English home life in the 1930s

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English home life in the 1930s

Clip from Further Back In Time For Dinner  |  Season 1  |  Episode 4  |  Lifestyle Channel  |  June 25, 2017

As part of a social experiment, a British family head back in time to the 1930s to document what home and family life were like.

As part of a social experiment, a British family head back in time to the 1930s to document what home and family life were like.

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The Robshaw family are experienced time travellers - but this time they are going further back than they've ever been before - to the turn of the 20th century, to discover how the food we ate and the way we ate it, helped shape the modern family. An ordinary house in South London will be their time machine, transporting them through five decades and two world wars. Guided by presenters Giles Coren and social historian Polly Russell they'll trace the incredible changes to Britain's diet and the extraordinary social transformation they reveal.

The family discover a very surprising decade of progress and optimism as they journey through the 1930s. Gone is all the starch formality of previous decades. Their larder is now stuffed with familiar brands and snacks and deliciously healthy dinners too, even if they are made in a pressure cooker that looks more like an unexploded bomb than a bit of kitchen equipment. Along the way Brandon and Rochelle take a trip out for dinner and a dance in their very first family car, there's popcorn to go with their own home cinema, but the family's old servant Debbie finds out that the 1930s bring hard times for working women like her.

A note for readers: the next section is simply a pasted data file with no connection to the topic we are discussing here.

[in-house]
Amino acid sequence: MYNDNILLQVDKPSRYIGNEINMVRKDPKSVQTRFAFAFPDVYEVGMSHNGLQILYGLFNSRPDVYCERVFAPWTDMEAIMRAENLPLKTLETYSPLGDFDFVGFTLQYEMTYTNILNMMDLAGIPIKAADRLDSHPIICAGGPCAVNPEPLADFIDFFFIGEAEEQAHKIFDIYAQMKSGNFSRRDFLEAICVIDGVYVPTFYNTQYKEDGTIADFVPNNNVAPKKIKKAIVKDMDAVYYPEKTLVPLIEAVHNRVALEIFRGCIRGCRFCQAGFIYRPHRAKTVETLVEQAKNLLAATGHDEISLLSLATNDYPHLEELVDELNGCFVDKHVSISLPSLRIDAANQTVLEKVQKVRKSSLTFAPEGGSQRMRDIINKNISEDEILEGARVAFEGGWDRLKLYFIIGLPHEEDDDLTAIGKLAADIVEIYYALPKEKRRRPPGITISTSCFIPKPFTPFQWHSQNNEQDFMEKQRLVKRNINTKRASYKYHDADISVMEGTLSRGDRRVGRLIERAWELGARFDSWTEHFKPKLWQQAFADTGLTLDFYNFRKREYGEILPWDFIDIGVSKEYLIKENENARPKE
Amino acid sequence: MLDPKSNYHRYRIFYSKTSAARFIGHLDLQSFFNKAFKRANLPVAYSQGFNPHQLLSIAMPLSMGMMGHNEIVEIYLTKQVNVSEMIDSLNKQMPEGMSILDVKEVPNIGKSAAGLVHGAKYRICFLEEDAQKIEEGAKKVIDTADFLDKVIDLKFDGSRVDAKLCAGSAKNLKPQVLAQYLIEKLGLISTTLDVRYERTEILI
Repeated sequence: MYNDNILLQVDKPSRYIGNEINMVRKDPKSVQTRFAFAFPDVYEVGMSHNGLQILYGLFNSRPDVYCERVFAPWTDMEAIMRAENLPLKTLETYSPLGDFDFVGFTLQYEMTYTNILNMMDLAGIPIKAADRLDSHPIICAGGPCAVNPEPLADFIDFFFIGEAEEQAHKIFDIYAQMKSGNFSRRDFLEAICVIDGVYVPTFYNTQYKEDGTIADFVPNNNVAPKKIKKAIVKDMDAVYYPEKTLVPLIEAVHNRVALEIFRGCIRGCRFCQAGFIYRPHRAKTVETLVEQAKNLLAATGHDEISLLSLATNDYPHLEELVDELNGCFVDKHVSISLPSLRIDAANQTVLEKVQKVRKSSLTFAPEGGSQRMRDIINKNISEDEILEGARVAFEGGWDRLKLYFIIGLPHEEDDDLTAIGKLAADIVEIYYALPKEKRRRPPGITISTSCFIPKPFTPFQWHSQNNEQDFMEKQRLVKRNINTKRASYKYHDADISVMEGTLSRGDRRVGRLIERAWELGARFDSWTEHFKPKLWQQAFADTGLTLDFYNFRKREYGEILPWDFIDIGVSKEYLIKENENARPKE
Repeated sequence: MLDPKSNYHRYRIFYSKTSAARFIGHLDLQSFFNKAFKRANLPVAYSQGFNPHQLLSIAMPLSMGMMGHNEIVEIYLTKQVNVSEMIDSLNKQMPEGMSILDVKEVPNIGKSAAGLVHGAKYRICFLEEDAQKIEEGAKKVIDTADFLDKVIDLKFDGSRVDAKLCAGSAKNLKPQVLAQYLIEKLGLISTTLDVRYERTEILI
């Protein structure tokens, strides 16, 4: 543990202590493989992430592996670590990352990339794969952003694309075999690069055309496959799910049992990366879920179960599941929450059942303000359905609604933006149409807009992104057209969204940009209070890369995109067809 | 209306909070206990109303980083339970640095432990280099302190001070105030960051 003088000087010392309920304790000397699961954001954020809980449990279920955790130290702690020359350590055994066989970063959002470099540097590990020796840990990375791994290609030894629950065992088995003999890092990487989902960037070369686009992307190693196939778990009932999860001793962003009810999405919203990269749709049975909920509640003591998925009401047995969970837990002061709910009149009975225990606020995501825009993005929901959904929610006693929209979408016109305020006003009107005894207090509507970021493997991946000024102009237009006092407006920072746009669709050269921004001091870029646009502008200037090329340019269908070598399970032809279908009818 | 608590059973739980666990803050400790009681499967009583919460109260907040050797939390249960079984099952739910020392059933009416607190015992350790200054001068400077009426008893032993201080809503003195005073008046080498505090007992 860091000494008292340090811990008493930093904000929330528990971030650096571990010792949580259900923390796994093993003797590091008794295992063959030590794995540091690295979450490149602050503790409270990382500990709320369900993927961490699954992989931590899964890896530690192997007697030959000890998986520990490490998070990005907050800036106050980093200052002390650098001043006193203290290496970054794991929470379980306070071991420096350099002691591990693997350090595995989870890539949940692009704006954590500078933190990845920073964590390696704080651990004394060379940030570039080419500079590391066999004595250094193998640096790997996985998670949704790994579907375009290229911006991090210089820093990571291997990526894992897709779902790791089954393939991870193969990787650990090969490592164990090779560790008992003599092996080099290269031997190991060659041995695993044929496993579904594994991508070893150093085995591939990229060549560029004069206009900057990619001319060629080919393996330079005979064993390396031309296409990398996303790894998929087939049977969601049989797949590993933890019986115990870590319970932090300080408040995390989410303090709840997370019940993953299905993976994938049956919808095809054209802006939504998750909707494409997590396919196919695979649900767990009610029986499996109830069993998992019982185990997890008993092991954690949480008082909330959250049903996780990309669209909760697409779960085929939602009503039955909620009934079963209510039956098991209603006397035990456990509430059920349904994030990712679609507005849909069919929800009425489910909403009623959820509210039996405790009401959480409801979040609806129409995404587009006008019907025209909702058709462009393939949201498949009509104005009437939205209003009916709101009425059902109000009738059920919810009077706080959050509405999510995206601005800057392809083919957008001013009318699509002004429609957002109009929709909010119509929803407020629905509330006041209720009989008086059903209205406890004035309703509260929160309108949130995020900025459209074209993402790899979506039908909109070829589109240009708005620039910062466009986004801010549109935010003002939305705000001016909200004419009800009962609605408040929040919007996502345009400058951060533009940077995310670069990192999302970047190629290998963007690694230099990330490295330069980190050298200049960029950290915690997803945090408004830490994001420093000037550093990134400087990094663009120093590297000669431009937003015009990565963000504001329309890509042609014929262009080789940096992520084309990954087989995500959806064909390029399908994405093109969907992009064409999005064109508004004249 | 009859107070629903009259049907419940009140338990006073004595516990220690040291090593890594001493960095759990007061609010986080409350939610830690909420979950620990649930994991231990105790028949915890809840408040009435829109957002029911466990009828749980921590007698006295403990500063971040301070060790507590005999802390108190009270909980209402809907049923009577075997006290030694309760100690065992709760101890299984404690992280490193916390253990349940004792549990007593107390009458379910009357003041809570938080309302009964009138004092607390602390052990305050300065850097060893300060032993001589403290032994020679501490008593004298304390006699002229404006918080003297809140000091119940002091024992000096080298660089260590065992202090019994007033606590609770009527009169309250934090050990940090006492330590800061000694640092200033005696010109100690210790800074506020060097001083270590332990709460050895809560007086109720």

As the Robshaws taste the food, wine and hope of a very progressive era, the threats on the horizon come closer with a visit to London's East End to commemorate the battle of Cable Street and all the traditional favourites of a Jewish dinner with Giles. But as 1939 comes around their hopes for the future are dashed as their final party is interrupted by an historic radio announcement.

Further Back In Time For Dinner: 1930s

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58:54
The Robshaw family are experienced time travellers - but this time they are going further back than they've ever been before - to the turn of the 20th century, to discover how the food we ate and the way we ate it, helped shape the modern family. An ordinary house in South London will be their time machine, transporting them through five decades and two world wars. Guided by presenters Giles Coren and social historian Polly Russell they'll trace the incredible changes to Britain's diet and the extraordinary social transformation they reveal. The family discover a very surprising decade of progress and optimism as they journey through the 1930s. Gone is all the starch formality of previous decades. Their larder is now stuffed with familiar brands and snacks and deliciously healthy dinners too, even if they are made in a pressure cooker that looks more like an unexploded bomb than a bit of kitchen equipment. Along the way Brandon and Rochelle take a trip out for dinner and a dance in their very first family car, there's popcorn to go with their own home cinema, but the family's old servant Debbie finds out that the 1930s bring hard times for working women like her. As the Robshaws taste the food, wine and hope of a very progressive era, the threats on the horizon come closer with a visit to London's East End to commemorate the battle of Cable Street and all the traditional favourites of a Jewish dinner with Giles. But as 1939 comes around their hopes for the future are dashed as their final party is interrupted by an historic radio announcement.
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